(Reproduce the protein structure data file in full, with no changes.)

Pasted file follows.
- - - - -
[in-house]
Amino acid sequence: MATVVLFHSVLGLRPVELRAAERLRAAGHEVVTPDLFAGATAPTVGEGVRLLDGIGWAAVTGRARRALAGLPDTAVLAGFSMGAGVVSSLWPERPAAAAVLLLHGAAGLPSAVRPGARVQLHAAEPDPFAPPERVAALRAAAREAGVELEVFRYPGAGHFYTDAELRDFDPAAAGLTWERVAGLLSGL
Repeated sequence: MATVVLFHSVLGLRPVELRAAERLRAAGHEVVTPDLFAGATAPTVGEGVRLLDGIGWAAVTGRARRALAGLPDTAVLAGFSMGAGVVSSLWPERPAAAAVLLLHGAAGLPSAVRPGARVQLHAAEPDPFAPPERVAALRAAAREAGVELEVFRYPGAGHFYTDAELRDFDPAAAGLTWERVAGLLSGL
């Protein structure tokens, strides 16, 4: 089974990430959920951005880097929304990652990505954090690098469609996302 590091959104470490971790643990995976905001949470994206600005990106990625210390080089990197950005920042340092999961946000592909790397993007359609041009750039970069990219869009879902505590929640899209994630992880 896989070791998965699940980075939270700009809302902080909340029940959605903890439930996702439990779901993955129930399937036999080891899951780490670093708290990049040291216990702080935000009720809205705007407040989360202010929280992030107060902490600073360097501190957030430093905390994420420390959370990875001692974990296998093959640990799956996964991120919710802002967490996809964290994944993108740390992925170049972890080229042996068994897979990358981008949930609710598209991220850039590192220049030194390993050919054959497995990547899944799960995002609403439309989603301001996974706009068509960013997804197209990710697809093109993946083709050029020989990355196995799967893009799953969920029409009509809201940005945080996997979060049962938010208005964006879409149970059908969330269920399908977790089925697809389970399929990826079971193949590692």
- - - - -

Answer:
[in-house]
Amino acid sequence: MATVVLFHSVLGLRPVELRAAERLRAAGHEVVTPDLFAGATAPTVGEGVRLLDGIGWAAVTGRARRALAGLPDTAVLAGFSMGAGVVSSLWPERPAAAAVLLLHGAAGLPSAVRPGARVQLHAAEPDPFAPPERVAALRAAAREAGVELEVFRYPGAGHFYTDAELRDFDPAAAGLTWERVAGLLSGL
Repeated sequence: MATVVLFHSVLGLRPVELRAAERLRAAGHEVVTPDLFAGATAPTVGEGVRLLDGIGWAAVTGRARRALAGLPDTAVLAGFSMGAGVVSSLWPERPAAAAVLLLHGAAGLPSAVRPGARVQLHAAEPDPFAPPERVAALRAAAREAGVELEVFRYPGAGHFYTDAELRDFDPAAAGLTWERVAGLLSGL
């Protein structure tokens, strides 16, 4: 089974990430959920951005880097929304990652990505954090690098469609996302 590091959104470490971790643990995976905001949470994206600005990106990625210390080089990197950005920042340092999961946000592909790397993007359609041009750039970069990219869009879902505590929640899209994630992880 896989070791998965699940980075939270700009809302902080909340029940959605903890439930996702439990779901993955129930399937036999080891899951780490670093708290990049040291216990702080935000009720809205705007407040989360202010929280992030107060902490600073360097501190957030430093905390994420420390959370990875001692974990296998093959640990799956996964991120919710802002967490996809964290994944993108740390992925170049972890080229042996068994897979990358981008949930609710598209991220850039590192220049030194390993050919054959497995990547899944799960995002609403439309989603301001996974706009068509960013997804197209990710697809093109993946083709050029020989990355196995799967893009799953969920029409009509809201940005945080996997979060049962938010208005964006879409149970059908969330269920399908977790089925697809389970399929990826079971193949590692």